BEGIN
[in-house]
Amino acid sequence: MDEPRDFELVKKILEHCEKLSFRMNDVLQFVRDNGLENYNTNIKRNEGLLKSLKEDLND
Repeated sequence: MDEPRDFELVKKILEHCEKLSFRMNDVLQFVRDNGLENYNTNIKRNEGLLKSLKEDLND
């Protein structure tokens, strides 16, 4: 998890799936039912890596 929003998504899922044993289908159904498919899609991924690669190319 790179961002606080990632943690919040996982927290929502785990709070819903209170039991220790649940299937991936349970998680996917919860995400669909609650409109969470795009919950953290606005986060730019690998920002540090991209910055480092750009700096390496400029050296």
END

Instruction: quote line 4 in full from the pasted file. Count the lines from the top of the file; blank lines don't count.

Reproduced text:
């Protein structure tokens, strides 16, 4: 998890799936039912890596 929003998504899922044993289908159904498919899609991924690669190319 790179961002606080990632943690919040996982927290929502785990709070819903209170039991220790649940299937991936349970998680996917919860995400669909609650409109969470795009919950953290606005986060730019690998920002540090991209910055480092750009700096390496400029050296």